nep-des New Economics Papers
on Economic Design
Issue of 2022‒09‒19
four papers chosen by
Alex Teytelboym
University of Oxford

  1. Myerson on a Network By Rangeet Bhattacharyya; Palash Dey; Swaprava Nath
  2. On mechanism design with expressive preferences: an aspect of the social choice of Brexit By Anindya Bhattacharya; Debapriya Sen
  3. An approach to generalizing some impossibility theorems in social choice By Wesley H. Holliday; Eric Pacuit; Saam Zahedian
  4. Pricing Novel Goods By Francesco Giovannoni; Toomas Hinnosaar

  1. By: Rangeet Bhattacharyya; Palash Dey; Swaprava Nath
    Abstract: The auction of a single indivisible item is one of the most celebrated problems in mechanism design with transfers. Despite its simplicity, it provides arguably the cleanest and most insightful results in the literature. When the information of the auction is available to every participant, Myerson [17] provided a seminal result to characterize the incentive-compatible auctions along with revenue optimality. However, such a result does not hold in an auction on a network, where the information of the auction is spread via the agents, and they need incentives to forward the information. In recent times, a few auctions (e.g., [10, 15]) were designed that appropriately incentivize the intermediate nodes on the network to promulgate the information to potentially more valuable bidders. In this paper, we provide a Myerson-like characterization of incentive-compatible auctions on a network and show that the currently known auctions fall within this larger class of randomized auctions. We obtain the structure of the revenue optimal auction for i.i.d. bidders on arbitrary trees. We discuss the possibilities of addressing more general settings. Through experiments, we show that auctions following this characterization can provide a higher revenue than the currently known auctions on networks.
    Date: 2022–08
  2. By: Anindya Bhattacharya; Debapriya Sen
    Abstract: We study some problems of collective choice when individuals can have expressive preferences, that is, where a decision-maker may care not only about the material benefit from choosing an action but also about some intrinsic morality of the action or whether the action conforms to some identity-marker of the decision-maker. We construct a simple framework for analyzing mechanism design problems with such preferences and present some results focussing on the phenomenon we call "Brexit anomaly". The main findings are that while deterministic mechanisms are quite susceptible to Brexit anomaly, even with stringent domain restriction, random mechanisms assure more positive results.
    Date: 2022–08
  3. By: Wesley H. Holliday; Eric Pacuit; Saam Zahedian
    Abstract: In social choice theory, voting methods can be classified by invariance properties: a voting method is said to be C1 if it selects the same winners for any two profiles of voter preferences that produce the same majority graph on the set of candidates; a voting method is said to be pairwise if it selects the same winners for any two preference profiles that produce the same weighted majority graph on the set of candidates; and other intermediate classifications are possible. As there are far fewer majority graphs or weighted majority graphs than there are preference profiles (for a bounded number of candidates and voters), computer-aided techniques such as satisfiability solving become practical for proving results about C1 and pairwise methods. In this paper, we develop an approach to generalizing impossibility theorems proved for C1 or pairwise voting methods to impossibility theorems covering all voting methods. We apply this approach to impossibility theorems involving "variable candidate" axioms--in particular, social choice versions of Sen's well-known $\gamma$ and $\alpha$ axioms for individual choice--which concern what happens when a candidate is added or removed from an election. A key tool is a construction of preference profiles from majority graphs and weighted majority graphs that differs from the classic constructions of McGarvey and Debord, especially in better commutative behavior with respect to other operations on profiles.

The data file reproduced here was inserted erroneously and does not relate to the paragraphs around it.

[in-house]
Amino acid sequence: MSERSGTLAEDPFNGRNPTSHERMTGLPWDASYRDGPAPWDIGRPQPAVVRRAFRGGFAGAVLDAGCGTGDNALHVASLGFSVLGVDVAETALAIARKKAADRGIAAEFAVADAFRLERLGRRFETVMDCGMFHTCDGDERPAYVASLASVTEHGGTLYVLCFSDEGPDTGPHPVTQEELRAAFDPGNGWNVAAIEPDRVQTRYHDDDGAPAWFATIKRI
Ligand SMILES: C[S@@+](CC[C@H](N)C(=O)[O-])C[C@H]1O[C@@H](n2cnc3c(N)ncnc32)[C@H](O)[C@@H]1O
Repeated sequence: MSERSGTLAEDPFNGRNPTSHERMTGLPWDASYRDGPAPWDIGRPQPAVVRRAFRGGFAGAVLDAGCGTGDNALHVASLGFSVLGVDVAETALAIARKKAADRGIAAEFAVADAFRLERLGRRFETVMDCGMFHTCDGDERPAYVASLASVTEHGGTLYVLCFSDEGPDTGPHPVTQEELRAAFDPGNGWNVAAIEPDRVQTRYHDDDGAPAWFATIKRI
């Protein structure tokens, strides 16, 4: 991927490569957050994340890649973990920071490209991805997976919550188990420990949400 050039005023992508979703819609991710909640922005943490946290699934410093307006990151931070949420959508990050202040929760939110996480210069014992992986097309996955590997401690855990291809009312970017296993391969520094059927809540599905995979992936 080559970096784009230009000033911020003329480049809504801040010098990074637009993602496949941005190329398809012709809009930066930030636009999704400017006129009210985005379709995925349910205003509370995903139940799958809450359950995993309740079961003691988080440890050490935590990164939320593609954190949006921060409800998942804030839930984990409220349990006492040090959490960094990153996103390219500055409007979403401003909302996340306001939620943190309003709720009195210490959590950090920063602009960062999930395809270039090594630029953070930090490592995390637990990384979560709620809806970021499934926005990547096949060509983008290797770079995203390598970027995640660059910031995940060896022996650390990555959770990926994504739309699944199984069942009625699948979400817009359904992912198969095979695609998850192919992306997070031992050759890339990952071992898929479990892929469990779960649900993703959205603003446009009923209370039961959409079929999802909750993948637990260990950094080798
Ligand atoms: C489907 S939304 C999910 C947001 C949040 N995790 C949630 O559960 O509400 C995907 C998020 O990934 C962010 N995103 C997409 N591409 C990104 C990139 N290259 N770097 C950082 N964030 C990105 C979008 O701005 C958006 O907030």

Date: 2022–08
  4. By: Francesco Giovannoni; Toomas Hinnosaar
    Abstract: We study a buyer-seller problem of a novel good for which the seller does not yet know the production cost. A contract can be agreed upon at either the ex-ante stage, before learning the cost, or at the ex-post stage, when both parties will incur a costly delay, but the seller knows the production cost. We show that the optimal ex-ante contract for a profit-maximizing seller is a fixed price contract with an "at-will" clause: the seller can choose to cancel the contract upon discovering her production cost. However, sometimes the seller can do better by offering a guaranteed-delivery price at the ex-ante stage and a second price at the ex-post stage if the buyer rejects the first offer. Such a "limited commitment" mechanism can raise profits, allowing the seller to make the allocation partially dependent on the cost while not requiring it to be embedded in the contract terms. Analogous results hold in a model where the buyer does not know her valuation ex-ante and offers a procurement contract to a seller.
    Date: 2022–08

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